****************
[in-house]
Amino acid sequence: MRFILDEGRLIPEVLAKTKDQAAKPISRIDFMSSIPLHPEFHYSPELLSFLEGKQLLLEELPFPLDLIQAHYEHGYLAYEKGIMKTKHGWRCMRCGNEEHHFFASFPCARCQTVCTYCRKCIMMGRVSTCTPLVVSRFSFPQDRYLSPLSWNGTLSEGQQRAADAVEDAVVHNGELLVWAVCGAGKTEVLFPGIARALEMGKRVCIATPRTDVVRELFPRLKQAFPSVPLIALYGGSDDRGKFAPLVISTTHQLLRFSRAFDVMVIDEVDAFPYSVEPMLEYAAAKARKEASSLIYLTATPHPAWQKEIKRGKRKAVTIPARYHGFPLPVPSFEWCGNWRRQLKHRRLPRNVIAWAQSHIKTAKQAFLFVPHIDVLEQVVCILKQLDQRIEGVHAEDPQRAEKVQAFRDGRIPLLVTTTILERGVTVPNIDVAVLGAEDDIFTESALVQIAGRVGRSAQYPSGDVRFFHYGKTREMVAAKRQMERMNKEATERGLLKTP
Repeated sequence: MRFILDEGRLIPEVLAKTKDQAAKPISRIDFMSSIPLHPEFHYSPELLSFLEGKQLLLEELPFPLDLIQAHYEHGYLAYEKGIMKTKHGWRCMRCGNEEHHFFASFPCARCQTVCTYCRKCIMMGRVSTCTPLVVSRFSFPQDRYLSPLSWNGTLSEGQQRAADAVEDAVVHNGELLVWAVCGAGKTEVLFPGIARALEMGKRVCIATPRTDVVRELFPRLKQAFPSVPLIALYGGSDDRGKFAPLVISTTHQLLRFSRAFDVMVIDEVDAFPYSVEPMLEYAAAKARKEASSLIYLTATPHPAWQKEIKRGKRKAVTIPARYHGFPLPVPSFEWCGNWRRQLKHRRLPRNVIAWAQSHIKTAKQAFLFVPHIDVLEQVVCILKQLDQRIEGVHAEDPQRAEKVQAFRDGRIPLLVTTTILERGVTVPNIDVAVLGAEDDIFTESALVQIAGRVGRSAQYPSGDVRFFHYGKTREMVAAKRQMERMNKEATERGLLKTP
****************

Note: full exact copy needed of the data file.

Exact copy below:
[in-house]
Amino acid sequence: MRFILDEGRLIPEVLAKTKDQAAKPISRIDFMSSIPLHPEFHYSPELLSFLEGKQLLLEELPFPLDLIQAHYEHGYLAYEKGIMKTKHGWRCMRCGNEEHHFFASFPCARCQTVCTYCRKCIMMGRVSTCTPLVVSRFSFPQDRYLSPLSWNGTLSEGQQRAADAVEDAVVHNGELLVWAVCGAGKTEVLFPGIARALEMGKRVCIATPRTDVVRELFPRLKQAFPSVPLIALYGGSDDRGKFAPLVISTTHQLLRFSRAFDVMVIDEVDAFPYSVEPMLEYAAAKARKEASSLIYLTATPHPAWQKEIKRGKRKAVTIPARYHGFPLPVPSFEWCGNWRRQLKHRRLPRNVIAWAQSHIKTAKQAFLFVPHIDVLEQVVCILKQLDQRIEGVHAEDPQRAEKVQAFRDGRIPLLVTTTILERGVTVPNIDVAVLGAEDDIFTESALVQIAGRVGRSAQYPSGDVRFFHYGKTREMVAAKRQMERMNKEATERGLLKTP
Repeated sequence: MRFILDEGRLIPEVLAKTKDQAAKPISRIDFMSSIPLHPEFHYSPELLSFLEGKQLLLEELPFPLDLIQAHYEHGYLAYEKGIMKTKHGWRCMRCGNEEHHFFASFPCARCQTVCTYCRKCIMMGRVSTCTPLVVSRFSFPQDRYLSPLSWNGTLSEGQQRAADAVEDAVVHNGELLVWAVCGAGKTEVLFPGIARALEMGKRVCIATPRTDVVRELFPRLKQAFPSVPLIALYGGSDDRGKFAPLVISTTHQLLRFSRAFDVMVIDEVDAFPYSVEPMLEYAAAKARKEASSLIYLTATPHPAWQKEIKRGKRKAVTIPARYHGFPLPVPSFEWCGNWRRQLKHRRLPRNVIAWAQSHIKTAKQAFLFVPHIDVLEQVVCILKQLDQRIEGVHAEDPQRAEKVQAFRDGRIPLLVTTTILERGVTVPNIDVAVLGAEDDIFTESALVQIAGRVGRSAQYPSGDVRFFHYGKTREMVAAKRQMERMNKEATERGLLKTP